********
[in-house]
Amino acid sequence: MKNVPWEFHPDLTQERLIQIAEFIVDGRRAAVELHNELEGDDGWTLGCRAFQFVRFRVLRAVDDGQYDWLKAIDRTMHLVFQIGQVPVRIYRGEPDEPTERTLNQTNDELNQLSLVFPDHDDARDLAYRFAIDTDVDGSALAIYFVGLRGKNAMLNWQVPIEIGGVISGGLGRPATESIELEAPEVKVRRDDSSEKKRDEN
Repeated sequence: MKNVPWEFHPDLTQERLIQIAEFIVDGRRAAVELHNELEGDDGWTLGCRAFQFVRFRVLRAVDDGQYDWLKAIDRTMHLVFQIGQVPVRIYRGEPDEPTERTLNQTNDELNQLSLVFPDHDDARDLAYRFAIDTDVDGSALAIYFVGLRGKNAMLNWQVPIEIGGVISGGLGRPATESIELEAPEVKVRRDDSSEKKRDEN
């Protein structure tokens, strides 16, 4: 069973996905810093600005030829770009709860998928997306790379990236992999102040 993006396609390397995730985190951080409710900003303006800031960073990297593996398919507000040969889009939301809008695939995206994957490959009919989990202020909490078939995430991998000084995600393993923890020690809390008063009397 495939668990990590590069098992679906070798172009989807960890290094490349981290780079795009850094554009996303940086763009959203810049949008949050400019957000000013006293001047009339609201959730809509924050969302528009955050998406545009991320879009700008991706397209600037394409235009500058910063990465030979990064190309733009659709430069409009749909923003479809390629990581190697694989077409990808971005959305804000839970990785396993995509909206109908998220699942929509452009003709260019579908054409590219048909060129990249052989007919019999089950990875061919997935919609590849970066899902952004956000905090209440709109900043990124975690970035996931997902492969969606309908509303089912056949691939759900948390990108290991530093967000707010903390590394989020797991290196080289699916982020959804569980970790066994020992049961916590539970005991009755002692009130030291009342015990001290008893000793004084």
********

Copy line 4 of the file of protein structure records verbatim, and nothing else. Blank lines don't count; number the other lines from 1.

């Protein structure tokens, strides 16, 4: 069973996905810093600005030829770009709860998928997306790379990236992999102040 993006396609390397995730985190951080409710900003303006800031960073990297593996398919507000040969889009939301809008695939995206994957490959009919989990202020909490078939995430991998000084995600393993923890020690809390008063009397 495939668990990590590069098992679906070798172009989807960890290094490349981290780079795009850094554009996303940086763009959203810049949008949050400019957000000013006293001047009339609201959730809509924050969302528009955050998406545009991320879009700008991706397209600037394409235009500058910063990465030979990064190309733009659709430069409009749909923003479809390629990581190697694989077409990808971005959305804000839970990785396993995509909206109908998220699942929509452009003709260019579908054409590219048909060129990249052989007919019999089950990875061919997935919609590849970066899902952004956000905090209440709109900043990124975690970035996931997902492969969606309908509303089912056949691939759900948390990108290991530093967000707010903390590394989020797991290196080289699916982020959804569980970790066994020992049961916590539970005991009755002692009130030291009342015990001290008893000793004084």